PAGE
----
|COOKIES: By using this website you agree that we can place Google Analytics Cookies on your device for performance monitoring.|
Self-testing of binary observables based on commutation
If you have a question about this talk, please contact Steve Brierley.
In this talk we consider the problem of certifying binary observables based on a Bell inequality violation alone, a task known as self-testing of measurements. We introduce a family of commutation- based measures, which encode all the distinct arrangements of two projective observables on a qubit. These quantities by construction take into account the usual limitations of self-testing and since they are `weighted’ by the (reduced) state, they automatically deal with rank-deficient reduced density matrices. We show that these measures can be estimated from the observed Bell violation in several scenarios. The trade-offs turn out to be tight and, in particular, they give non- trivial statements for arbitrarily small violations. On the other extreme, observing the maximal violation allows us to deduce precisely the form of the observables, which immediately leads to a complete rigidity statement. In particular, we show that the n-partite Mermin- Ardehali-Belinskii-Klyshko inequality self-tests the n-partite Greenberger-Horne-Zeilinger state and maximally incompatible qubit measurements on every site for all n. Our results imply that any pair of projective observables on a qubit can be certified in a robust manner. Finally, we show that commutation-based measures give a convenient way of expressing relations between more than two observables. This talk is based on https://arxiv.org/abs/1702.06845 .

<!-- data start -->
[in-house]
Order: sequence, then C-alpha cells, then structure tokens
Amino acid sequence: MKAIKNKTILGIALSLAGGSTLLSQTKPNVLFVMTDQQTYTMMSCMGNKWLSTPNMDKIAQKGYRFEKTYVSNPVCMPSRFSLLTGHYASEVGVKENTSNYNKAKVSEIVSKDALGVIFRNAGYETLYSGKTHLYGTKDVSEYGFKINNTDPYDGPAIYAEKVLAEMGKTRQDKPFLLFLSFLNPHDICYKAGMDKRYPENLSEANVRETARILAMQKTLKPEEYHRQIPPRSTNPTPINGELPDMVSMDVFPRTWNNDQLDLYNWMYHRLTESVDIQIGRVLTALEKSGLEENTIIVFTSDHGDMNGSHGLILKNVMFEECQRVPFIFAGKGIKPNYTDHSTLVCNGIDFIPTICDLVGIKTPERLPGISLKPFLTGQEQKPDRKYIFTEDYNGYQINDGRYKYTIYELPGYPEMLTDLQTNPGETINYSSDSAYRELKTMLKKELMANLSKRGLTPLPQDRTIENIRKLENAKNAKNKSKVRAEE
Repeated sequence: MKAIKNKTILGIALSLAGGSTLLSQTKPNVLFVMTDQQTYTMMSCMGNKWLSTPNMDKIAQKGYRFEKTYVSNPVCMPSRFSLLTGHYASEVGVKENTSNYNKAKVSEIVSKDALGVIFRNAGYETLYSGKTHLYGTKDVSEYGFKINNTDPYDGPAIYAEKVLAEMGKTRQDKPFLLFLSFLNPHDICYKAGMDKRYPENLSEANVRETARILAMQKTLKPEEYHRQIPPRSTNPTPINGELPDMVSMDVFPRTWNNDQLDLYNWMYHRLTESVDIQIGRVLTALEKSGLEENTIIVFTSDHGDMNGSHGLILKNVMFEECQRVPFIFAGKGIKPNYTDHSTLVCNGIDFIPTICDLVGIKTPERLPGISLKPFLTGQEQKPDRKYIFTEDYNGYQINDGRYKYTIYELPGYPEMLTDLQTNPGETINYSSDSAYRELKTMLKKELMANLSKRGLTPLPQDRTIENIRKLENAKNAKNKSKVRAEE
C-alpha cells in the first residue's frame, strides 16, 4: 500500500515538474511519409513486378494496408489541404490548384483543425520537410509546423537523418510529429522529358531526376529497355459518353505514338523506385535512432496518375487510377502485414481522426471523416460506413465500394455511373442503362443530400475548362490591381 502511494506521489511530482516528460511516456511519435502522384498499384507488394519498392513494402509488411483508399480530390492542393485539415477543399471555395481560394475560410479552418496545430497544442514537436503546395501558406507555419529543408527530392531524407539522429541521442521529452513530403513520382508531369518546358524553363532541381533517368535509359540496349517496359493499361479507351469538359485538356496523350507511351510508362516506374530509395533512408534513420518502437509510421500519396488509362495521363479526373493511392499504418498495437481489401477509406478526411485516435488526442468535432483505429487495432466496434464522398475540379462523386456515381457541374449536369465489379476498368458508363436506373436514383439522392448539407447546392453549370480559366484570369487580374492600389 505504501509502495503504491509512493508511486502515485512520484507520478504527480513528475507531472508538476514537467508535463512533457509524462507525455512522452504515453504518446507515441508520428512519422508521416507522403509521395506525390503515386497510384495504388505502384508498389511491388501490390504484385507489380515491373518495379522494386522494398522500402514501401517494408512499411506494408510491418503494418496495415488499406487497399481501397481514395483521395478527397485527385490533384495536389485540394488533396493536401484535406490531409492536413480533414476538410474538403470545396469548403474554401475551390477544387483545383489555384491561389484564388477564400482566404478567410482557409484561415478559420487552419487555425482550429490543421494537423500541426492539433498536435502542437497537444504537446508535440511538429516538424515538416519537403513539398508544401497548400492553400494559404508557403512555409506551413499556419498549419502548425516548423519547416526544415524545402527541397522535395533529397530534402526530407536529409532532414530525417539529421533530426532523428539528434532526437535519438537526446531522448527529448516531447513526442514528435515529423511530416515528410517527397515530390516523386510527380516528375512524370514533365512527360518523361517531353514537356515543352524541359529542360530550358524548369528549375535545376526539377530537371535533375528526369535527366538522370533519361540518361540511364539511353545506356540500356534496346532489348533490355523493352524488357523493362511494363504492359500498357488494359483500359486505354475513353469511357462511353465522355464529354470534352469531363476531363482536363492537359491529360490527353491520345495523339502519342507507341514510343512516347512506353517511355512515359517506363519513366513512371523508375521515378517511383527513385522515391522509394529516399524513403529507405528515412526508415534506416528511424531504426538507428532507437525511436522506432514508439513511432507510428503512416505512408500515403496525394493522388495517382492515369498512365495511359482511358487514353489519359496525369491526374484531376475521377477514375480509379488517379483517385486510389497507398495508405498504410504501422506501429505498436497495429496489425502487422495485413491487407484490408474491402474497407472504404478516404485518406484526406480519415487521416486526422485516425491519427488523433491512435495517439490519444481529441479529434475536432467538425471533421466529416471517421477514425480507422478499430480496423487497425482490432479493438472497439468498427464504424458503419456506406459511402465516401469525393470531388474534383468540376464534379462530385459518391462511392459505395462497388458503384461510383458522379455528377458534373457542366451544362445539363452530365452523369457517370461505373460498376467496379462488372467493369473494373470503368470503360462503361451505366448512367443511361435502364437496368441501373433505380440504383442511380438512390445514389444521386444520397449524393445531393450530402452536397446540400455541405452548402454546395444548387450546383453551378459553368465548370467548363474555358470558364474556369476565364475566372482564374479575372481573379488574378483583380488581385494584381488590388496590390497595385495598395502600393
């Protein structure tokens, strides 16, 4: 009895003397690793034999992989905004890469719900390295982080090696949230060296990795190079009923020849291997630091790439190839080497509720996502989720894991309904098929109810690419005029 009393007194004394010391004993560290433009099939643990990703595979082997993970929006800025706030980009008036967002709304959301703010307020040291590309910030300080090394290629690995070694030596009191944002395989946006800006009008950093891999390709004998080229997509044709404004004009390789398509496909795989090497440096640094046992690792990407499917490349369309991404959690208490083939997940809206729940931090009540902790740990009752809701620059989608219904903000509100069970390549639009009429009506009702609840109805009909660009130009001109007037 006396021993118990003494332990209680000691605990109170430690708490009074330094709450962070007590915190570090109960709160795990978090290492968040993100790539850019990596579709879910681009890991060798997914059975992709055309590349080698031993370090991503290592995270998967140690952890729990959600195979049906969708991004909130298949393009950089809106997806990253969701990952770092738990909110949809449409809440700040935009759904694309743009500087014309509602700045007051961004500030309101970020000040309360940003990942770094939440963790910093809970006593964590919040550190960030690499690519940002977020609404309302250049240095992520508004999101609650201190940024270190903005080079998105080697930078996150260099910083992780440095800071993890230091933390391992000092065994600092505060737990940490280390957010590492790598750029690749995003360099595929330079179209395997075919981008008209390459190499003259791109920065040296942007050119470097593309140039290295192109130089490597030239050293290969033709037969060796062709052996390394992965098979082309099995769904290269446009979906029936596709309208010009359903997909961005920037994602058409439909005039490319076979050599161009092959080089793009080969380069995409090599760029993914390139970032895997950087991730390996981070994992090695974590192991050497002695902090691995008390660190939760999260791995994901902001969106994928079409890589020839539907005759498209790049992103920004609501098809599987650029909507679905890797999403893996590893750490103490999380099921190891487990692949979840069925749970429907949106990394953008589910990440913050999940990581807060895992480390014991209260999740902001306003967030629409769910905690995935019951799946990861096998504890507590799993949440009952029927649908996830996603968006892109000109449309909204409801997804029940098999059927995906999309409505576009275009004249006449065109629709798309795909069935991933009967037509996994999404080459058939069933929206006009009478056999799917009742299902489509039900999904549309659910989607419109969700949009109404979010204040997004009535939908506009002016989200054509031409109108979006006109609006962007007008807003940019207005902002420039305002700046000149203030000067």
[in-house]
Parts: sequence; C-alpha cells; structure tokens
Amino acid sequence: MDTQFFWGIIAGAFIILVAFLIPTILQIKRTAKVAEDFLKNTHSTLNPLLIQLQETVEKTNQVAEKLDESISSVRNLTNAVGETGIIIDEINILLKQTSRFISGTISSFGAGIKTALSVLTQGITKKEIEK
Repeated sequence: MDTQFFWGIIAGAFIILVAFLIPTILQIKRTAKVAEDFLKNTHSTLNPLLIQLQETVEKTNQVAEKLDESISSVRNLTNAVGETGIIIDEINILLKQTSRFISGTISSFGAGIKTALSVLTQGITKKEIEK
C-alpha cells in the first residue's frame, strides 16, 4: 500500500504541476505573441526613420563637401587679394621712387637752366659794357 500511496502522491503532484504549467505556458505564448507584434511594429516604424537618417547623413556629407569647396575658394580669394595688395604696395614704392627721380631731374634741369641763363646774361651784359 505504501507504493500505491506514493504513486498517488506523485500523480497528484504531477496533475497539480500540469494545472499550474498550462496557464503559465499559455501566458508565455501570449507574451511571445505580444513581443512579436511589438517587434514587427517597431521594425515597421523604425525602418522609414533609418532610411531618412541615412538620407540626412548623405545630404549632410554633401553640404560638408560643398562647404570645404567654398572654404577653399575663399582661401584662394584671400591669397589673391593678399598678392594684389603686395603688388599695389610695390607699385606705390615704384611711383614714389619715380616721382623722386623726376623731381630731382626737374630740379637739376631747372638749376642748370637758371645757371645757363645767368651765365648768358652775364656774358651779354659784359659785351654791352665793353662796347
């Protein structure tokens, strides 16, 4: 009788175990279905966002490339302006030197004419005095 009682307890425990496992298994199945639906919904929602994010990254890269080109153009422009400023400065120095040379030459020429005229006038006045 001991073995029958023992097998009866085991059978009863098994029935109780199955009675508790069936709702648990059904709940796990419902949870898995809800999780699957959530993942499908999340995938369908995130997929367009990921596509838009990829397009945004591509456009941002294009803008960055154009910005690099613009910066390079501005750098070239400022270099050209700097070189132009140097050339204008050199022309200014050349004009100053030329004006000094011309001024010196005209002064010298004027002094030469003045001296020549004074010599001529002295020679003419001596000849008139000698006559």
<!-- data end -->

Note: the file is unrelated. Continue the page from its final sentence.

This talk is part of the CQIF Seminar series.
This talk is included in these lists:
Note that ex-directory lists are not shown.
Other listsComputer Laboratory Programming Research Group Seminar JCBS Jesus College Biological Society Violence Research Center
Other talksMyelination in development and learning Tales from the Fen Edge: past environments. peat, marl and mud Nuclear norm methods for frequency domain system identification Free speech and seditious libel: James Gillray and the crisis of Revolution The 2-linearity of the free group and the topology of the punctured disc Easter Term Poster Session